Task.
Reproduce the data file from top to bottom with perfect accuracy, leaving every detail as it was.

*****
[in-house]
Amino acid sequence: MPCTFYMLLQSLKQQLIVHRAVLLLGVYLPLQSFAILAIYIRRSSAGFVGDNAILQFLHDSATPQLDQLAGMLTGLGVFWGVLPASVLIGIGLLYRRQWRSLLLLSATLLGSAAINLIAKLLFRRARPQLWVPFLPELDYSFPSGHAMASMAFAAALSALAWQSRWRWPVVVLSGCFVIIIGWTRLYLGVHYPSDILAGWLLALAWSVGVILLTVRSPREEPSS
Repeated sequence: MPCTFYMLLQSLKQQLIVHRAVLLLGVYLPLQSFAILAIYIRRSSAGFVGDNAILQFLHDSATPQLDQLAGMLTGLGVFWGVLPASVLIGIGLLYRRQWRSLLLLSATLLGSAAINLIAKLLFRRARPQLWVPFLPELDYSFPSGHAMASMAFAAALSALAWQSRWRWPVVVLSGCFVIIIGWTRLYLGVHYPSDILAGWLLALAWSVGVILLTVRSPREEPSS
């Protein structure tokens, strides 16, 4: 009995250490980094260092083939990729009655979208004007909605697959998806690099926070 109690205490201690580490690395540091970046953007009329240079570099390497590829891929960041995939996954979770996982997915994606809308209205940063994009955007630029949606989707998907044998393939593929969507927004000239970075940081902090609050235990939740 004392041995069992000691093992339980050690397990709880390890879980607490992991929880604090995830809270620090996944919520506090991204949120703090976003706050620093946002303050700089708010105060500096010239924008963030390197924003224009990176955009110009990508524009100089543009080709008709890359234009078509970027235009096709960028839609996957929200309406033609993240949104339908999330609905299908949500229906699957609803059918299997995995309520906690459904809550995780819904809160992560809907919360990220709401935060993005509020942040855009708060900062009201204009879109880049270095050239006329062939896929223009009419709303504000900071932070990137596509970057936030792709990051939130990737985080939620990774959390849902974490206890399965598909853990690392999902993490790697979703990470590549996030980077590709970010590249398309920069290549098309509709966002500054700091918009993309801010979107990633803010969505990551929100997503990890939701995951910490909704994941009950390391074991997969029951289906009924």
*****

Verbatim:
[in-house]
Amino acid sequence: MPCTFYMLLQSLKQQLIVHRAVLLLGVYLPLQSFAILAIYIRRSSAGFVGDNAILQFLHDSATPQLDQLAGMLTGLGVFWGVLPASVLIGIGLLYRRQWRSLLLLSATLLGSAAINLIAKLLFRRARPQLWVPFLPELDYSFPSGHAMASMAFAAALSALAWQSRWRWPVVVLSGCFVIIIGWTRLYLGVHYPSDILAGWLLALAWSVGVILLTVRSPREEPSS
Repeated sequence: MPCTFYMLLQSLKQQLIVHRAVLLLGVYLPLQSFAILAIYIRRSSAGFVGDNAILQFLHDSATPQLDQLAGMLTGLGVFWGVLPASVLIGIGLLYRRQWRSLLLLSATLLGSAAINLIAKLLFRRARPQLWVPFLPELDYSFPSGHAMASMAFAAALSALAWQSRWRWPVVVLSGCFVIIIGWTRLYLGVHYPSDILAGWLLALAWSVGVILLTVRSPREEPSS
């Protein structure tokens, strides 16, 4: 009995250490980094260092083939990729009655979208004007909605697959998806690099926070 109690205490201690580490690395540091970046953007009329240079570099390497590829891929960041995939996954979770996982997915994606809308209205940063994009955007630029949606989707998907044998393939593929969507927004000239970075940081902090609050235990939740 004392041995069992000691093992339980050690397990709880390890879980607490992991929880604090995830809270620090996944919520506090991204949120703090976003706050620093946002303050700089708010105060500096010239924008963030390197924003224009990176955009110009990508524009100089543009080709008709890359234009078509970027235009096709960028839609996957929200309406033609993240949104339908999330609905299908949500229906699957609803059918299997995995309520906690459904809550995780819904809160992560809907919360990220709401935060993005509020942040855009708060900062009201204009879109880049270095050239006329062939896929223009009419709303504000900071932070990137596509970057936030792709990051939130990737985080939620990774959390849902974490206890399965598909853990690392999902993490790697979703990470590549996030980077590709970010590249398309920069290549098309509709966002500054700091918009993309801010979107990633803010969505990551929100997503990890939701995951910490909704994941009950390391074991997969029951289906009924």